The 2020-21 NESCAC winter sports season has been canceled: As noted above, the NESCAC became the first New England D-III conference to cancel its upcoming winter sports season on Thursday, October 7, after postponing its fall season on Friday, July 10

While health and safety were stressed in yesterday’s release regarding the decision by the conference’s presidents, the NESCAC did note that some of their schools have made “significant modifications” to their current academic calendar, which would limit the number of games each program would be able to compete in.  

The NESCAC has made no announcement regarding spring sports – an update will most likely come in a few months – but the conference did say the league’s 11 schools could schedule non-conference games if they choose to. However, D3Sports.com has reported that some schools within the conference have already made decisions for its various winter sports programs, including Middlebury College, which announced yesterday that they “will not hold any athletic competitions during the winter season.”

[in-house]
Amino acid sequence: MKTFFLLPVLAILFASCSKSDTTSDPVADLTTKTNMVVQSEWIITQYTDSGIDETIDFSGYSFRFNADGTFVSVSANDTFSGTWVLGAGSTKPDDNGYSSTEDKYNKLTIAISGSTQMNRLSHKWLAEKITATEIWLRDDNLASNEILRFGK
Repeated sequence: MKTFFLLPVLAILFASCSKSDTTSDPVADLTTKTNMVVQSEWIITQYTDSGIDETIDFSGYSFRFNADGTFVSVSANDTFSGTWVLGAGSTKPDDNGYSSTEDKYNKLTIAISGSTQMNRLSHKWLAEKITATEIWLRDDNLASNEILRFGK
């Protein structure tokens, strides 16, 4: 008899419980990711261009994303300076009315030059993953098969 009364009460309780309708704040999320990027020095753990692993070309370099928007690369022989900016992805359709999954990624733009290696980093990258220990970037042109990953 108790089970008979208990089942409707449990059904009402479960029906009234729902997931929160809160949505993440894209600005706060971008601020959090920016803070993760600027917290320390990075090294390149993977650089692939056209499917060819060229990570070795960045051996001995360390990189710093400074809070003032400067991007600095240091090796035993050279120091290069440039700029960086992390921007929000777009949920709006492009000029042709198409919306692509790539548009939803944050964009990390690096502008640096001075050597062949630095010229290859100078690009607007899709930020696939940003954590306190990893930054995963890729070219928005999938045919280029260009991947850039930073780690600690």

Elms College to join the Great Northeast Athletic Conference (GNAC): While it is uncertain if and when Elms College will resume athletic competition in the next few weeks or months, the athletic department did announce some exciting news earlier this week about joining the Great Northeast Athletic Conference (GNAC) for the 2022-23 school year. 

The Blazers currently compete in the New England Collegiate Conference (NECC) and would join a former member of the eight-team league – that would be Dean College – which joined the GNAC as a full-time member at the start of the current academic year (2020-21)

Both Elms College basketball teams competed last winter in the NECC Tournament with the women’s squad advancing to the conference championship game against Mitchell College